Friday, July 28, 2017

Logically Moral Animals

I was called on a point recently by a colleague.  He accused me of jumping between two irreconcilable positions.  One the one hand, I argued that human beings are distinct from other animals in kind and not merely in degree (i.e., just more intelligent).  On the other hand, I argued that traces of human intelligence and moral capacity are found in animals.  I replied that I’m a primate; jumping from one tree to another is what I do.  It got a laugh. 
I don’t think I was actually guilty of a contradiction.  Traces of language are indeed found in animals.  A certain call may indicate food or danger.  Yet, so far as we know, no other animal is capable of drawing and recognizing a simple symbol like a stick man.  Differences in kind do not require altogether novel capacities.  They require that something about the way a capacity is exercised be novel. 
Today I have been looking at two studies of logically moral behavior among non-human animals.  Vampire bats have long served as poster children for reciprocal altruism.  These winged mammals feed exclusively on blood.  They need to feed about once every three days.  This presents a challenge as their food sources have legs and can move in unpredictable ways. 
The vampires deal with this problem by blood sharing.  A bat who returns hungry can count on a share of a meal from a luckier roost mate.  This is an insurance policy; however, it invites cheating.  An unscrupulous bat might take from others and then refused to share.  If he gets away with that, his offspring will proliferate and the sharing system will collapse. 
That requires an enforcement mechanism.  Vampires remember.  If bat X refuses to share with me today, I will refuse to share with bat X tomorrow.  Cheaters can be systematically eliminated from the gene pool. 
I doubt that bats are consciously moral.  I am sure that this sharing system is logically moral.  Bat X either fulfills his obligations or does not.  If so, he benefits from the social contract.  If not, then he is excluded from the contract. 
I used this example in the paper I am writing for the APSA this year.  I wanted to be sure that recent scholarship backed up this account, and it does.  Gerald G. Carter and Gerald S. Wilkinson have a piece in the Proceedings of the Royal Society (2013).  They teased apart alternative explanations for the vampire’s behavior.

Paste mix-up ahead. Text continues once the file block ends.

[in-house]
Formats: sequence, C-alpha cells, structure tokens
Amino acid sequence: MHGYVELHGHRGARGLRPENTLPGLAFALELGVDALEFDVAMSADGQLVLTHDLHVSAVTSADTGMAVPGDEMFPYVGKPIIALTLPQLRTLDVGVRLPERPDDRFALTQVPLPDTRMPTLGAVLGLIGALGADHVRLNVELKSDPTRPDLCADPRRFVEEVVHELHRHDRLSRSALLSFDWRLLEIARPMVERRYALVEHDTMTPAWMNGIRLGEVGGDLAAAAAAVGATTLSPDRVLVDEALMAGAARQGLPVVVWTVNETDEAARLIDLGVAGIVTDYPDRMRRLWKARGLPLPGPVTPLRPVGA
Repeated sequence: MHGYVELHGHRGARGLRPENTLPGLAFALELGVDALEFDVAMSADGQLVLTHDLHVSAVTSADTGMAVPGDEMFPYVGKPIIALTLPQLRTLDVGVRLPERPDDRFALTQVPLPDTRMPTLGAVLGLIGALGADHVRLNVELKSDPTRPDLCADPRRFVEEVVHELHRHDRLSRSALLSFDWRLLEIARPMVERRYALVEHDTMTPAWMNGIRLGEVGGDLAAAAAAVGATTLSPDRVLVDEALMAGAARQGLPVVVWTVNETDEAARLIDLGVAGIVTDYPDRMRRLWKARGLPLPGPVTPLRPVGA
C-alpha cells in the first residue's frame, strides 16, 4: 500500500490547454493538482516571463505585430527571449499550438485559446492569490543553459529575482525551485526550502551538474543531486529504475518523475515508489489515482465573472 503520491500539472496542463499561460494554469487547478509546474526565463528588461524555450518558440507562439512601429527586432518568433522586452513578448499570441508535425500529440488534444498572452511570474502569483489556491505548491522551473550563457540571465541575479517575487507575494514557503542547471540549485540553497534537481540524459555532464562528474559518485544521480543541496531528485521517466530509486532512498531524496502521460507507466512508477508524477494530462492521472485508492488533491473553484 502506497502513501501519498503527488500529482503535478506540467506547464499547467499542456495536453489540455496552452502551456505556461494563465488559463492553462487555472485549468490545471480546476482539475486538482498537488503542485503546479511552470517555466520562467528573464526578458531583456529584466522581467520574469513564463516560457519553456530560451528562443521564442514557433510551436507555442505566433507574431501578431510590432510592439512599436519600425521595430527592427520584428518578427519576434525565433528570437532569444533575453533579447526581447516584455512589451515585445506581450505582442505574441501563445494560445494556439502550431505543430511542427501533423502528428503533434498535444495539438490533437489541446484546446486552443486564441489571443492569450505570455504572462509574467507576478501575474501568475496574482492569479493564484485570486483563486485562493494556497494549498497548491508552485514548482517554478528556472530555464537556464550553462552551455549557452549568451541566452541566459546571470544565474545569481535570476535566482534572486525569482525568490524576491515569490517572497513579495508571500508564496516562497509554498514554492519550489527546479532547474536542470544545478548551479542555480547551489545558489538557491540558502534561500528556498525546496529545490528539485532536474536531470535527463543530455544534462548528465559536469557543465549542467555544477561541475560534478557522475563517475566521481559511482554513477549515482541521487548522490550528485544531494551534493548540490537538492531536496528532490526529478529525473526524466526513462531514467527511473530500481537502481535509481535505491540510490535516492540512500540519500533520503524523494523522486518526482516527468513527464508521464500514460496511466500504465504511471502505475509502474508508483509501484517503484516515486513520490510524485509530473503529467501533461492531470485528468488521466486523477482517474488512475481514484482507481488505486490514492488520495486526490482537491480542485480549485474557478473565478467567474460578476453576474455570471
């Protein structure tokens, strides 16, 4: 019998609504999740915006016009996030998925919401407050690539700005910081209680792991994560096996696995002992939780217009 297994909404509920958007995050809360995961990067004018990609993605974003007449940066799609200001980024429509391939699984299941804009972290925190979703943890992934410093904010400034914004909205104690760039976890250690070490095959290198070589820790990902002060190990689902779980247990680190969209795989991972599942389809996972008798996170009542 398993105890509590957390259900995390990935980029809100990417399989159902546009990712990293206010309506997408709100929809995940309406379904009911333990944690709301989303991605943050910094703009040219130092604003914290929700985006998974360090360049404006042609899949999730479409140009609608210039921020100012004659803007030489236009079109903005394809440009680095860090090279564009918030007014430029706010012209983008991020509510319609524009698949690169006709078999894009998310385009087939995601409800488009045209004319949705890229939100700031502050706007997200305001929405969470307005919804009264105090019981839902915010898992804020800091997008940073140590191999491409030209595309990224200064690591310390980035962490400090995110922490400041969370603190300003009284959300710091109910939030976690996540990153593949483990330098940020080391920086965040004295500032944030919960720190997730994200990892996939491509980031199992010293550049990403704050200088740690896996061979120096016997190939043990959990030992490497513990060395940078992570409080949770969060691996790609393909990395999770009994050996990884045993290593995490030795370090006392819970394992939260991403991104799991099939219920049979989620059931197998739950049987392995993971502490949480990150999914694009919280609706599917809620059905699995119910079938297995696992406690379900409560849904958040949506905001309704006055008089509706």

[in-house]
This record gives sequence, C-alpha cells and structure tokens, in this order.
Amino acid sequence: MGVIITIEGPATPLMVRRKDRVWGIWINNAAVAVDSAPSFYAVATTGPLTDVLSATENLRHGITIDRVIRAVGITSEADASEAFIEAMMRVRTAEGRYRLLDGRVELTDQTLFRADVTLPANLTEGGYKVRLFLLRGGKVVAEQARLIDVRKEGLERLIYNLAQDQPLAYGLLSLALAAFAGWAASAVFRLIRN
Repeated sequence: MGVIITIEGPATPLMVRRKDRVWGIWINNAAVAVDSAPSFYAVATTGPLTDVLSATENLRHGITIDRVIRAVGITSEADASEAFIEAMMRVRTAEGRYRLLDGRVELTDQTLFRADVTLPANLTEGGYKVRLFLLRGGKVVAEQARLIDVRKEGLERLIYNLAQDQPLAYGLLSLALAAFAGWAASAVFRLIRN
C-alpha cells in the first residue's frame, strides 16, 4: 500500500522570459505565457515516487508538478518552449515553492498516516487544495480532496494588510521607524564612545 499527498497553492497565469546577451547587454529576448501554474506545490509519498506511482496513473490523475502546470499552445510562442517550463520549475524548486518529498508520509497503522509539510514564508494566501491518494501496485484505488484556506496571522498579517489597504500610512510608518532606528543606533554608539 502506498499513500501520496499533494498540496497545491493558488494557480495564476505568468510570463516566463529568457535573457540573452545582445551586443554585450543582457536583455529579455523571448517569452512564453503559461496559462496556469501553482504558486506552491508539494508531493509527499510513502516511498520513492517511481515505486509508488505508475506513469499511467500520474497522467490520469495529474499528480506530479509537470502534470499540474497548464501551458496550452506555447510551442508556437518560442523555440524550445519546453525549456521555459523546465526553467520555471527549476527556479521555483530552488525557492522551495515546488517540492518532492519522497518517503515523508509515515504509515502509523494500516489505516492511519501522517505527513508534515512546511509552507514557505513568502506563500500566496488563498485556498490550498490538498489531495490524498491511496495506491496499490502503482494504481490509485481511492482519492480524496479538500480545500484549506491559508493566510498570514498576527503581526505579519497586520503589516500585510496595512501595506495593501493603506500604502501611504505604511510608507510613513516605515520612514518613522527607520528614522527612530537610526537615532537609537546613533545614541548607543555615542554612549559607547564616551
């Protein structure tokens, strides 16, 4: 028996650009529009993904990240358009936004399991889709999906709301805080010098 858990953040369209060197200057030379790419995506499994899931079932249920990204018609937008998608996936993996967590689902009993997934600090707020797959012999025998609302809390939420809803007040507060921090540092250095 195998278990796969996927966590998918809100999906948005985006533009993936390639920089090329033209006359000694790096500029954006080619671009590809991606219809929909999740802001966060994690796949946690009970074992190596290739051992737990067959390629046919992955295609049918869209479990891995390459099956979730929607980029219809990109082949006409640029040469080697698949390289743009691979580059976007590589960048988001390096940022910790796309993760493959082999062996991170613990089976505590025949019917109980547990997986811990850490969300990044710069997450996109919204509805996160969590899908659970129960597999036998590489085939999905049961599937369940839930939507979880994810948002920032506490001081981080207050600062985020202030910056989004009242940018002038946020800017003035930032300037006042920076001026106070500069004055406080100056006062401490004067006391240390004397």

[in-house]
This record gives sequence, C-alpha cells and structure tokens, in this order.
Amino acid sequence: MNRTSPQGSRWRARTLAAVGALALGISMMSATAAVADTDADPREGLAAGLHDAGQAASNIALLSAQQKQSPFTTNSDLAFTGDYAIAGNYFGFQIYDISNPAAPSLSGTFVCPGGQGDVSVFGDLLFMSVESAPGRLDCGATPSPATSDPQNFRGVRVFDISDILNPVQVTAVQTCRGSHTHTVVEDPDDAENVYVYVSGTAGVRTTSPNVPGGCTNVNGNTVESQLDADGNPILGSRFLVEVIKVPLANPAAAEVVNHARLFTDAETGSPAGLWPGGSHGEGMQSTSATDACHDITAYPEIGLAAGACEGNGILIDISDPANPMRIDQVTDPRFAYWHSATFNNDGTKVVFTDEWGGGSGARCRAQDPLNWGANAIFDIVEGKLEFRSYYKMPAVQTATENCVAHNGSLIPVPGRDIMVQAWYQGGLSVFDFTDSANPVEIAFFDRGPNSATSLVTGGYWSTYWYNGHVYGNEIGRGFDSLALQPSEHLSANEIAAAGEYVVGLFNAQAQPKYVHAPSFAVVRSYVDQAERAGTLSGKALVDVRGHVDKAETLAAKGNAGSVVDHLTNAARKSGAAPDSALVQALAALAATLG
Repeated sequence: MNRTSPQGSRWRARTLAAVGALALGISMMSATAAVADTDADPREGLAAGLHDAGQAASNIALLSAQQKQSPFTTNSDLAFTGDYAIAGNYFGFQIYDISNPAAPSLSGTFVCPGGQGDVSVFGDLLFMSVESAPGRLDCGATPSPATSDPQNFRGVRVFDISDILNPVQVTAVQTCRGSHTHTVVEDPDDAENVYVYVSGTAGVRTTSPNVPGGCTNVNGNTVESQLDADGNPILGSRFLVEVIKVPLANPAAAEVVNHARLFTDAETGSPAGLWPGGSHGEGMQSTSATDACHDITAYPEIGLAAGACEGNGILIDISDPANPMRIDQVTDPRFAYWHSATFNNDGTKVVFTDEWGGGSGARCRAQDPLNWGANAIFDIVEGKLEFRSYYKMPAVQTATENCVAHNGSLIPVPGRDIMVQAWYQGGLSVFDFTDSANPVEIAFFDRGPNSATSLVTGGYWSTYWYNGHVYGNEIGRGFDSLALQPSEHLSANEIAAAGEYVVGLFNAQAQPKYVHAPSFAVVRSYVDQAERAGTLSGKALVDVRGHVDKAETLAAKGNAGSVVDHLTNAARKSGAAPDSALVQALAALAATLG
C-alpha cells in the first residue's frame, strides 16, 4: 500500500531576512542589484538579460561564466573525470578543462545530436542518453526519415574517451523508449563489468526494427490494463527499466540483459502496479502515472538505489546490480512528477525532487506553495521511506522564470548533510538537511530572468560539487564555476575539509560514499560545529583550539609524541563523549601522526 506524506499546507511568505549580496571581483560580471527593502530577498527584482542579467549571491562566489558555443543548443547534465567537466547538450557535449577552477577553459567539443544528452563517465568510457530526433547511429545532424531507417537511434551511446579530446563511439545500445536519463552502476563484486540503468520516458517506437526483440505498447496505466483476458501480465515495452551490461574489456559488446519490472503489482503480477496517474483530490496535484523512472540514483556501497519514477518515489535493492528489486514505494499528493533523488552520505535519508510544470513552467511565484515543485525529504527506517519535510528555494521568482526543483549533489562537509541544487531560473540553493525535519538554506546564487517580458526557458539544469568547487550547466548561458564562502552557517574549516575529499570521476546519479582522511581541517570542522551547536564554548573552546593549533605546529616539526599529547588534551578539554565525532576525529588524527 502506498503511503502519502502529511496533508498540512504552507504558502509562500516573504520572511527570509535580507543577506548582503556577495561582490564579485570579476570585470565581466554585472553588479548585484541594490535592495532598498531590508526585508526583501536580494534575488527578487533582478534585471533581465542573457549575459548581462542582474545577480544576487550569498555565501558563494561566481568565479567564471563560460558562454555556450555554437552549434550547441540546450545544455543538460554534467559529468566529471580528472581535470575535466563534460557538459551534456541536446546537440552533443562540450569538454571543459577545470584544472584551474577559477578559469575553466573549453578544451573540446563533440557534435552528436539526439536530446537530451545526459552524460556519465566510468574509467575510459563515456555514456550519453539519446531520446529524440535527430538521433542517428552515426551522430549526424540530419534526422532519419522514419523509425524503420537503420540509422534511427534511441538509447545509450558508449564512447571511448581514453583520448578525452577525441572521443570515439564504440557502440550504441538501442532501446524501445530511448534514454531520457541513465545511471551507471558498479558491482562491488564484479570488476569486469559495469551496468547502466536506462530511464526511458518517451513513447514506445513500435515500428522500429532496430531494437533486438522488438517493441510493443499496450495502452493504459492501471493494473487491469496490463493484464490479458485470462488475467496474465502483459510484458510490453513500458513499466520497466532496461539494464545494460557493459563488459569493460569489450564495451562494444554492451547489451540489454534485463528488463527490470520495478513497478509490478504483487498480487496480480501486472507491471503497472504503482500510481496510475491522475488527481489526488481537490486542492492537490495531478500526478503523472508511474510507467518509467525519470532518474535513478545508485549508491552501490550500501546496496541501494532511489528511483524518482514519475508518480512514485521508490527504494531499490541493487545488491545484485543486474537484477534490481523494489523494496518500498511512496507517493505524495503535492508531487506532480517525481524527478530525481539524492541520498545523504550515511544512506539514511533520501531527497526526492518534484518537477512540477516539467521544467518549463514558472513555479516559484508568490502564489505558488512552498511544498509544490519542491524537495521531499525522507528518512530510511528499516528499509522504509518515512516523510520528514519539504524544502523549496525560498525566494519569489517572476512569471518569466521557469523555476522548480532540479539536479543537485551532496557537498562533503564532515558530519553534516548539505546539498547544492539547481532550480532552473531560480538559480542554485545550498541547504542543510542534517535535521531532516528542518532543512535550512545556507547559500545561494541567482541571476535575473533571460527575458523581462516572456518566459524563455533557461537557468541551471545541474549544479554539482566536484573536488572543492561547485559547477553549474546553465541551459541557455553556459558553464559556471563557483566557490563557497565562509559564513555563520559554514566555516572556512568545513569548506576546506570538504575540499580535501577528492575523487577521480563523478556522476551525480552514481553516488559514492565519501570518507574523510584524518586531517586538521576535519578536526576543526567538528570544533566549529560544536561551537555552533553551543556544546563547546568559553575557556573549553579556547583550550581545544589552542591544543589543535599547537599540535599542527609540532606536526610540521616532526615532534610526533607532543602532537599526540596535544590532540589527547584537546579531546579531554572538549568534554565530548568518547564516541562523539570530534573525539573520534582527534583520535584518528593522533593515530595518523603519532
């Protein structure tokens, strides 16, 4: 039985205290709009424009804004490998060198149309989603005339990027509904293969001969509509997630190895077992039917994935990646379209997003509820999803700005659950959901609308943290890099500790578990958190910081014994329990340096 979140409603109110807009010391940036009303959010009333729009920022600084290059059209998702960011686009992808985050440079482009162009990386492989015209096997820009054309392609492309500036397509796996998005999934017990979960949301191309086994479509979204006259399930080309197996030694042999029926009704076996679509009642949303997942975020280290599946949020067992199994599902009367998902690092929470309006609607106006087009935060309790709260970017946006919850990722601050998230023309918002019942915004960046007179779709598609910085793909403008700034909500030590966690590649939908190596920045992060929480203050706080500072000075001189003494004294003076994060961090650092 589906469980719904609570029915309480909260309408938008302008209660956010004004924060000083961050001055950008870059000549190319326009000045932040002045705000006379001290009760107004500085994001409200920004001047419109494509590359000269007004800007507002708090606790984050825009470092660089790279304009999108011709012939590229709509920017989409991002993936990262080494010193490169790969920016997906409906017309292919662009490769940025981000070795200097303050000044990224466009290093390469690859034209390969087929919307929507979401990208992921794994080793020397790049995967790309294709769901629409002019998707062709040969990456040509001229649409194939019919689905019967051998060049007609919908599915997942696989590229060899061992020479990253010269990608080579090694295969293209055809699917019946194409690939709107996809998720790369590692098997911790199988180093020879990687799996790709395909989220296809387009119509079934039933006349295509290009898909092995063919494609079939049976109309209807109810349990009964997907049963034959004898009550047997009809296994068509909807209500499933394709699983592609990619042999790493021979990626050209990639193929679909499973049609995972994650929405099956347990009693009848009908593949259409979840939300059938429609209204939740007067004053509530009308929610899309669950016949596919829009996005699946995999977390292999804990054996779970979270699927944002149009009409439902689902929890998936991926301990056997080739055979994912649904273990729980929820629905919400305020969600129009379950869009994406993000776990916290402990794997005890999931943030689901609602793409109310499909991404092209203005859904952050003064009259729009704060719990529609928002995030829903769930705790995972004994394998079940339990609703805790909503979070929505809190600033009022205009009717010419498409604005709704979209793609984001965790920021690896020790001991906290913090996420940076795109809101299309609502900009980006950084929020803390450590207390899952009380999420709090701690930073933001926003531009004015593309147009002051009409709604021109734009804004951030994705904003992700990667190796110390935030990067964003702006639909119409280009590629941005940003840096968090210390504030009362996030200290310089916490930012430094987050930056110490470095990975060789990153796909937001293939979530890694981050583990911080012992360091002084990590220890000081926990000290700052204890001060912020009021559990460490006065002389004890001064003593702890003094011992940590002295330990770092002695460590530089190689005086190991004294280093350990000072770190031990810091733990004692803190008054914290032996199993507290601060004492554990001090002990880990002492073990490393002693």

Are the bats sharing only because they are related to one another?  If so, then kin selection and not reciprocal altruism would explain their behavior.  In the experiment, relatedness was the least reliable predictor of one bat’s willingness to share with another. 
Perhaps sharing was a response to allogrooming.  Bats share with cuddle buddies.  Perhaps it was influenced by mating agendas: if I share with her, she will mate with me.  Those were the third and second-best predictors of sharing behavior. 
The best predictor was simply that the other bat had shared in the past.  That looks like reciprocal altruism.  Sharing is rewarded with sharing.  Remembering who is a good partner amounts to the construction of a social network. 
The most interesting thing to come out of this study is this: sharing was often initiated not by the hungry bat but by the sated bat.  Why would this be so?  Sharing builds a network of obligations.  If I can get you to accept my donation, you are now obligated to me.  This system is, as the sociologists say, socially constructed.  It depends on reputation, what the other bats think about this one. 
Something of the same kind is going on in a study of cleaner fish.  These fish make their living eating parasites in the jaws, gills, etc., of larger predators.  As in the case of the vampire bats, this arrangement involves mutual obligations and the temptation to cheat.  Client predators can cheat by gobbling up the cleaner after the work is finished.  That is policed by a simple accounting.  A predator who behaves that way will discover that the cleaners no longer come out of their cleaner stations when he swims in for a touch up. 
Cleaner fish are also tempted to cheat.  The parasites they feed on are not quite as attractive as the mucus in the client’s jaws.  What encourages the cleaner to confine itself to the parasites?  Russel D. Fernald explains this in his note Animal Cooperation: Keeping a Clean(ing) Reputation [Current Biology Vol. 21 No 13]. 
It turns out that cleaner wrasses are more likely to keep honest (parasites only) when they are observed by a number of potential client fish.  They seem to value their reputation in the business.  It seems very unlikely that these fish, with their tiny brains, have any conscious awareness of the stakes.  It doesn’t matter.  Natural selection has made the logically moral choices for them. 
Again, the reciprocal arrangement is socially constructed.  The fish do not need to understand the system, but they do need to notice who is watching. 
The old dichotomy between nature and nurture, biological influence and social construction, is long out of date.  Temperature, saltiness, water and nutrients are factors that exert selection pressure on organisms.  Social arrangements and the likes and dislikes of individual interactors for one another also exert select pressure. 
Choice is a powerful influence on the evolution of pretty much everything.  Another powerful influence is moral logic.  Plato was right, at least about the world of living organisms.  The most important idea is the idea of the good.